From time to time I encounter a website that is maxing out the server’s CPU. In previous versions of IIS, there were two basic options. One, you could do nothing. Or two, you could kill the worker process for a specified number of minutes.
Neither is a good option for a production website, ultimately causing administrators to scramble for a sandbox solution for the site (especially if there are other sites running on this same server) and developers to drop everything to help track down the offending code. A new feature in IIS 8 is the built-in ability to throttle the CPU for each application pool.
There are three options that you set to configure CPU throttling on the application pool in IIS 8. The first is the Limit. This value is in 1/1000th of a percent so setting this to 50% would require that you enter 50000 as the value. If you find the 1/1000 confusing, you can think of it as .001 or .1%. Multiplying 50,000 by either of those will give you 50%.
Setting the CPU Limit is great, but it won’t do anything if you leave it to the default of NoAction. The previous option of KillW3wp is still there, but you will notice there are two other options: Throttle and ThrottleUnderLoad.
Throttle is a very helpful setting. As you can see in the picture above, the CPU for the site went from 100% to a more bearable average of 50%. It didn’t take the site offline, and allows it to function in some capacity without affecting the entire server. You have effectively created a sandbox on the production server, buying some time to get the issue addressed.
So what about ThrottleUnderLoad? You will see the picture above looks much like the first picture that I published in this post, and essentially it is, but there is one difference. The server is much more responsive when I took this last screen shot. The application is allowed to use all of the CPU but only if nothing else on the server needs it. If anything else needs CPU, it will have priority first and foremost before the application will.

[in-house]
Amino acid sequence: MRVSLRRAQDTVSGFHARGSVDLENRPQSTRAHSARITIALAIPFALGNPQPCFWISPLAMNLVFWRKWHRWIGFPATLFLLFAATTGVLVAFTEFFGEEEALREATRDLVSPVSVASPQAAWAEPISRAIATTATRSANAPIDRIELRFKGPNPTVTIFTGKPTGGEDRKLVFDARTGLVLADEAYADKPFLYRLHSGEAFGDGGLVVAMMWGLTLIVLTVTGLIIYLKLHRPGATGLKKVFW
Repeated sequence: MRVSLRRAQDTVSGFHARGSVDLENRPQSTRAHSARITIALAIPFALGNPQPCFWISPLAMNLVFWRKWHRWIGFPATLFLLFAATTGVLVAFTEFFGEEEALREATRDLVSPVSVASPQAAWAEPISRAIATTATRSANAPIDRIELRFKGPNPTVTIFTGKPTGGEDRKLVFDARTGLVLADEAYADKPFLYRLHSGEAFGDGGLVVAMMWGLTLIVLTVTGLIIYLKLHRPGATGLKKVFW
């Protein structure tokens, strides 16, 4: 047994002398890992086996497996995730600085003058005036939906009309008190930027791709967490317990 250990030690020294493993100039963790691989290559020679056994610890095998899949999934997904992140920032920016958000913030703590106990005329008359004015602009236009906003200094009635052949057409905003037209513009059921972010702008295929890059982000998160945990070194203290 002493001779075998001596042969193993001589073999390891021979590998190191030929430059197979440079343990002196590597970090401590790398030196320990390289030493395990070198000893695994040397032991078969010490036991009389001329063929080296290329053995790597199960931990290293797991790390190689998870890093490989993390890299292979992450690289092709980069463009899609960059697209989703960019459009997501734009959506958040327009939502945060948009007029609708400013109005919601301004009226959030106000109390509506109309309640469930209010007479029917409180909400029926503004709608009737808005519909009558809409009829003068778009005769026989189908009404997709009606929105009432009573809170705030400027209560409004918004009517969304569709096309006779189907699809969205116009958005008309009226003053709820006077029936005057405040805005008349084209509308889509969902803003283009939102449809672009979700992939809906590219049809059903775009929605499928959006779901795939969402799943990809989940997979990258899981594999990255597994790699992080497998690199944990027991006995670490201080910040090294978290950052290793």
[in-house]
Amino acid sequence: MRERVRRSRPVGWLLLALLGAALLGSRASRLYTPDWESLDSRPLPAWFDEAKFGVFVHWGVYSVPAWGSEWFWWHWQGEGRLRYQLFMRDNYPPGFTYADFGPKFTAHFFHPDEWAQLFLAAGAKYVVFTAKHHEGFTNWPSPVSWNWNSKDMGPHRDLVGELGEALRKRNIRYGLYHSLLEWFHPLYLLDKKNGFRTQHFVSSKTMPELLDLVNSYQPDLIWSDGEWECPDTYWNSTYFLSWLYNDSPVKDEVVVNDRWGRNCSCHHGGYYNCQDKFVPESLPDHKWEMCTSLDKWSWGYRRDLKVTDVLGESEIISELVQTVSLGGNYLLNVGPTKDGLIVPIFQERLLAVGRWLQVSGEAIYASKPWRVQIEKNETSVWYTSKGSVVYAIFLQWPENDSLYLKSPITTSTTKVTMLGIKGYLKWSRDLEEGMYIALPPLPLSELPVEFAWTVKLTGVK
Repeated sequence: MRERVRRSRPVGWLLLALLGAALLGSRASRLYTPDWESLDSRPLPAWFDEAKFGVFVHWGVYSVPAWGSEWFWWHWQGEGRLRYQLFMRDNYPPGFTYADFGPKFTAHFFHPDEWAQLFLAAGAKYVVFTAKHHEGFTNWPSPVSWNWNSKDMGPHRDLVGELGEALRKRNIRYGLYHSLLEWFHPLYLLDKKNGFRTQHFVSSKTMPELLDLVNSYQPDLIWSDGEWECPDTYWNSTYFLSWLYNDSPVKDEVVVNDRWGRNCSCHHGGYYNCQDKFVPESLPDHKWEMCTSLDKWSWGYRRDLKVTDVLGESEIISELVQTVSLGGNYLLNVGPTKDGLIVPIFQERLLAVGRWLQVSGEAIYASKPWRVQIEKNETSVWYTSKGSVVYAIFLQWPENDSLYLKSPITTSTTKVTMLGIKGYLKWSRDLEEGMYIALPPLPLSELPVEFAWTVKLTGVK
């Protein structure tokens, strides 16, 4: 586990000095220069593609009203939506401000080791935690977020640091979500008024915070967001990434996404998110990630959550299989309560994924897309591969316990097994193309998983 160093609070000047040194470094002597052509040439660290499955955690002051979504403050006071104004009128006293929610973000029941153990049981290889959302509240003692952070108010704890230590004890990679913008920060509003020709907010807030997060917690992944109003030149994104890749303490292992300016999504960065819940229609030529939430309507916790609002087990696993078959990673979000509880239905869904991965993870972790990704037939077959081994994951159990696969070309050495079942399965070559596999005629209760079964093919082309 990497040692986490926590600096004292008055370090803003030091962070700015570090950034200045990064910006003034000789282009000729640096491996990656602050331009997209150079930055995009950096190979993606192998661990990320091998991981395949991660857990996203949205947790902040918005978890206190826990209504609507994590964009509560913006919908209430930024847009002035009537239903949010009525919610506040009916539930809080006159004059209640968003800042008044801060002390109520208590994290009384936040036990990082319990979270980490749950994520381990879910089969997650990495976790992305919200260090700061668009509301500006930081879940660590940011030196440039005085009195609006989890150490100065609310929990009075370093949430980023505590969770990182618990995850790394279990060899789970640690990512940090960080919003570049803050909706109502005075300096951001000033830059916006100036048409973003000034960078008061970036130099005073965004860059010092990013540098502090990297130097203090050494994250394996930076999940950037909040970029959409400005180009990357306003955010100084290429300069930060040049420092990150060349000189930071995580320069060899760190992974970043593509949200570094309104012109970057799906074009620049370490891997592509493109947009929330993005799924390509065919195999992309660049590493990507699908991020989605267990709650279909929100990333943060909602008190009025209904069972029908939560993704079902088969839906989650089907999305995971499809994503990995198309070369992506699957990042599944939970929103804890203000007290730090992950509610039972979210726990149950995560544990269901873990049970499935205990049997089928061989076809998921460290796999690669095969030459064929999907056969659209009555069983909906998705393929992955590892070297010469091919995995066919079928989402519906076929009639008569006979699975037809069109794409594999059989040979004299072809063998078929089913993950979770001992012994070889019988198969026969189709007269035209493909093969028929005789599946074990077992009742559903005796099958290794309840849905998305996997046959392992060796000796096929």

The last setting to be aware of is Limit Interval (minutes). This essentially sets the interval that IIS will use to test the CPU limits. If you set this to zero, the feature will be disabled.
One last note that I’d like to mention is that IIS 8 has a lot of great built-in help that explains most, if not all, of the features. While the information contained isn’t exhaustive, it certainly is enough to get you started in most cases. For the application pools, the basic information about each feature is conveniently located at the bottom of the Advances Settings window.
If any of you are curious about how I created the lab environment to simulate 100% CPU, I create an endless loop with a simple while loop.